In this chapter, Messer expains pharmacological and neurotechnological enhancement, and the promises of cognitive, moral and mood enhancing leading to the transhumanism and then posthumanism. He states that transhumanists speculate about radically enhancing intelligence, mood and self-control, developing entirely new senses, radically extending the lifespan, and uploading human minds to computers. Critics however discern questionable assumptions and conceptual confusions in these speculations, especially mind uploading.

An important distinction that surfaces in the chapter is that between therapeutics and enhancement.

In Karl Barth’s terms, the command of God the Creator sets us free to live before God, to live in fellowship with one another, to live the kind of integrated ‘psycho-physical’ life characteristic of human creatures, and to live limited lives in particular places and times, with particular vocations. In this picture, health will be understood as a penultimate, not ultimate, good, concerned with the fulfilment of some of our this-worldly goals and ends: in Barth’s words, the ‘strength for human life’. Diseases and disorders can be understood as internal states or conditions which disrupt our physical or mental functions, so as to hinder or threaten the fulfilment of some penultimate goals of embodied creaturely life: in Barth’s language, a form of weakness opposed to the strength for life. But Messer adds that Barth also maintains that they (diseases and disorders) can remind us of our finitude and mortality, thereby pointing us towards an ultimate hope which lies beyond this mortal life. Thus the author says that a theological evaluation doesn’t yield a proper ‘yes’ or ‘no’ answer, but generates a strong presumption in favour of therapeutic activity toward the use of pharmacological and neuro-technological interventions to cure or treat diseases, but each case should be assessed with wisdom and humility.

Regarding enhancement, the ethical evaluation will have its roots in the narrative at the heart of the Christian faith: the story of a creation brought into being through the sheer exuberant love of God and pronounced ‘very good’ by its Creator, yet whose goodness is obscured and flawed by the presence of evil in its various forms, including human sin; the story of God’s saving love at work in the incarnation, death and resurrection of Christ to overcome the effects of sin and evil, and to inaugurate a new age that will be completed at the eschaton, in which humanity and all creation will reach their ultimate fulfilment.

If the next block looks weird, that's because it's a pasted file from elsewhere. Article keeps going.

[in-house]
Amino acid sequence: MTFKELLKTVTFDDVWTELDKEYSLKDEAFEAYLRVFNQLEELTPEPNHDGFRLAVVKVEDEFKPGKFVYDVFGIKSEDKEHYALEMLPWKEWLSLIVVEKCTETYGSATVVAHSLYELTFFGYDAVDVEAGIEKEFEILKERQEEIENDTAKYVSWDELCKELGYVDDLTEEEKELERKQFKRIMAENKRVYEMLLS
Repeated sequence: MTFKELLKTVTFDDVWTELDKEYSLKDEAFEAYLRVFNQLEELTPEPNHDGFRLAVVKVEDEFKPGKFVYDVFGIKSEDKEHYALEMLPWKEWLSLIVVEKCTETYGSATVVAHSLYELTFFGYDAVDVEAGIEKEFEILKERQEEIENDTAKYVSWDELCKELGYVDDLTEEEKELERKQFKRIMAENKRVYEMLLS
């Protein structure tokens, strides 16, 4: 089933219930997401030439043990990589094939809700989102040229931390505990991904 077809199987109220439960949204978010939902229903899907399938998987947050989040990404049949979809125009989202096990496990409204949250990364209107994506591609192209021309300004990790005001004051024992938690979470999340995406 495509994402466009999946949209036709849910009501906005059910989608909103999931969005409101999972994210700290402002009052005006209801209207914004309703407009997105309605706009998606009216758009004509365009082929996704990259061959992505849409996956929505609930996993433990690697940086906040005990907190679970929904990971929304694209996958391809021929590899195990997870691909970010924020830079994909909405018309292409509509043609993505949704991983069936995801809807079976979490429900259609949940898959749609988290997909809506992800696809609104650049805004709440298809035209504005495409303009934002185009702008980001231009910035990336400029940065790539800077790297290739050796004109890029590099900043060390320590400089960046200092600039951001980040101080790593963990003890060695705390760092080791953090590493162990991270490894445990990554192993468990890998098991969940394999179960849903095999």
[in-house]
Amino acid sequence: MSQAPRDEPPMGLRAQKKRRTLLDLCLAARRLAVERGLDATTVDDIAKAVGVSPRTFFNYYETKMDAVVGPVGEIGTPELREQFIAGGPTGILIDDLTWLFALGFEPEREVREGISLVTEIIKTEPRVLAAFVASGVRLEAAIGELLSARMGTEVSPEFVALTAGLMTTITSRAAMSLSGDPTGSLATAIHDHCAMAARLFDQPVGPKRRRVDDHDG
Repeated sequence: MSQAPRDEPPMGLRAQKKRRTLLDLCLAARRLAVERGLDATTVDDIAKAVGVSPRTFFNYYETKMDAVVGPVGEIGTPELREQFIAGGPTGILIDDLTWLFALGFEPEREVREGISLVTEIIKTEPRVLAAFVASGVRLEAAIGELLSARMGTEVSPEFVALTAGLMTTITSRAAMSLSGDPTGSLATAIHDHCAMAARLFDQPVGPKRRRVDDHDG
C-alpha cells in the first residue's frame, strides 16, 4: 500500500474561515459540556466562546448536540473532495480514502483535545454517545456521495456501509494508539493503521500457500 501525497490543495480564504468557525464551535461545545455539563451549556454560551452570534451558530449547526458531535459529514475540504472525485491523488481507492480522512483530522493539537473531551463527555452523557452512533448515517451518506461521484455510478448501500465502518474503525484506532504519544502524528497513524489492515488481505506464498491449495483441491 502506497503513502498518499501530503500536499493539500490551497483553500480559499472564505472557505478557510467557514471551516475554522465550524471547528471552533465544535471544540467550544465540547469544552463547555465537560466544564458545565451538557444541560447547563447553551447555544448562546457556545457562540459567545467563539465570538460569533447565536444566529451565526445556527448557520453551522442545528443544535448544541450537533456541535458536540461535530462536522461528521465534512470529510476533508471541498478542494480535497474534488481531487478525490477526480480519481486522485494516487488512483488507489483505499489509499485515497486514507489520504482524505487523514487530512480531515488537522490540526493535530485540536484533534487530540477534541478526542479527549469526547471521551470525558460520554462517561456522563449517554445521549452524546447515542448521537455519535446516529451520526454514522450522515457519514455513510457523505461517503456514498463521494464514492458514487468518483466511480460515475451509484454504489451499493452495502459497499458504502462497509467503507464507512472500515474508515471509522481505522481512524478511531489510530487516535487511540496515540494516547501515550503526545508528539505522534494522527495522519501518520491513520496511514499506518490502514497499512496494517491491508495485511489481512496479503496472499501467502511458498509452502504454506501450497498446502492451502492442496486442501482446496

Thus, Messer’s theological analysis does suggest a more general suspicion of neural enhancements, because they can all too easily be motivated by a basic dissatisfaction with the opportunities and limits of human creaturely existence as such. The use of such enhancement technologies easily becomes an expression of that radicalism which, as Bonhoeffer put it, ‘cannot forgive God for having created what is’.

When Messer turns to an ethical evaluation of enhancement technologies, there emerges a strong presumption against the more ambitious goals identified with transhumanism. These so overtly express that basic dissatisfaction with creaturely existence, and sometimes an explicit ambition to become godlike beings, that it is hard to avoid seeing them as counterfeits of the salvation and future hope which in the Christian perspective are to be sought and found in Jesus Christ.

In short, Messer stands for a strong biblical point and tries to incorporate neuroscientific findings, suggesting that sometimes they can shed light on important biblical concepts that were hard to grasp until neuroscience gave its aid in helping us understand better how God has created us, our fallen nature and a biblical redemption story.


Ratings

** Readability (2/5): technical  language with profound, philosophical arguments 

** Application (2/5): this book deals mostly with philosophical, scientific and theological arguments about ethics

** General Appeal (2/5): this is a topic very specific for people engaged in an academic, apologetic or neuroscientific field

*** Commitment (3/5): Weekend read or major commitment? Significant read 

**** Challenge (4/5): a good read, though philosophical, and thus intellectually challenging 

*** Recommendation (3/5): recommended !

Posted 
 in 
Book Reviews
 category